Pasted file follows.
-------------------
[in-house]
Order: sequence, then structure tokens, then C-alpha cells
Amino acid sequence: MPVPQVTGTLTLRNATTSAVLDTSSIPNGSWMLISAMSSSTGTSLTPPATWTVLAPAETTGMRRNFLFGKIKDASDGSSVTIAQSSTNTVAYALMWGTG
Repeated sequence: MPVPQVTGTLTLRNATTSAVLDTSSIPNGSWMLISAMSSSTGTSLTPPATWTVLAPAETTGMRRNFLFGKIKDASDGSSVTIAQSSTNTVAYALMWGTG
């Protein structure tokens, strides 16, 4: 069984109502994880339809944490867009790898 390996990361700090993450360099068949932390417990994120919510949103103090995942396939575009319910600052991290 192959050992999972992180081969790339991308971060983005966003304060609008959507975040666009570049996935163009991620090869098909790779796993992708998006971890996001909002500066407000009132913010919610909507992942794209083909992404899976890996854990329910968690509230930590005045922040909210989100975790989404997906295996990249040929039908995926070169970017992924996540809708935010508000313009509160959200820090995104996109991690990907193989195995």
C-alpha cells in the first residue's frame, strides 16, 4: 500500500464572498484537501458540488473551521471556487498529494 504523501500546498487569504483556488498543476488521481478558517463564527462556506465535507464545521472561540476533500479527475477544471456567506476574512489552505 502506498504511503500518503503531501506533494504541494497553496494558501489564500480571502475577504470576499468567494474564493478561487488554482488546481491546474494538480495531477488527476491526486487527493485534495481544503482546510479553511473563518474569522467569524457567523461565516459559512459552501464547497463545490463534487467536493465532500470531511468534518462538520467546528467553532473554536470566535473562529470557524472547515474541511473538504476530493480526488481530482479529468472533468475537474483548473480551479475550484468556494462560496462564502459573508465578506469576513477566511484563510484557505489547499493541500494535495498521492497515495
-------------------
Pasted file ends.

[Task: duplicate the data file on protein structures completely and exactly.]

[in-house]
Order: sequence, then structure tokens, then C-alpha cells
Amino acid sequence: MPVPQVTGTLTLRNATTSAVLDTSSIPNGSWMLISAMSSSTGTSLTPPATWTVLAPAETTGMRRNFLFGKIKDASDGSSVTIAQSSTNTVAYALMWGTG
Repeated sequence: MPVPQVTGTLTLRNATTSAVLDTSSIPNGSWMLISAMSSSTGTSLTPPATWTVLAPAETTGMRRNFLFGKIKDASDGSSVTIAQSSTNTVAYALMWGTG
């Protein structure tokens, strides 16, 4: 069984109502994880339809944490867009790898 390996990361700090993450360099068949932390417990994120919510949103103090995942396939575009319910600052991290 192959050992999972992180081969790339991308971060983005966003304060609008959507975040666009570049996935163009991620090869098909790779796993992708998006971890996001909002500066407000009132913010919610909507992942794209083909992404899976890996854990329910968690509230930590005045922040909210989100975790989404997906295996990249040929039908995926070169970017992924996540809708935010508000313009509160959200820090995104996109991690990907193989195995």
C-alpha cells in the first residue's frame, strides 16, 4: 500500500464572498484537501458540488473551521471556487498529494 504523501500546498487569504483556488498543476488521481478558517463564527462556506465535507464545521472561540476533500479527475477544471456567506476574512489552505 502506498504511503500518503503531501506533494504541494497553496494558501489564500480571502475577504470576499468567494474564493478561487488554482488546481491546474494538480495531477488527476491526486487527493485534495481544503482546510479553511473563518474569522467569524457567523461565516459559512459552501464547497463545490463534487467536493465532500470531511468534518462538520467546528467553532473554536470566535473562529470557524472547515474541511473538504476530493480526488481530482479529468472533468475537474483548473480551479475550484468556494462560496462564502459573508465578506469576513477566511484563510484557505489547499493541500494535495498521492497515495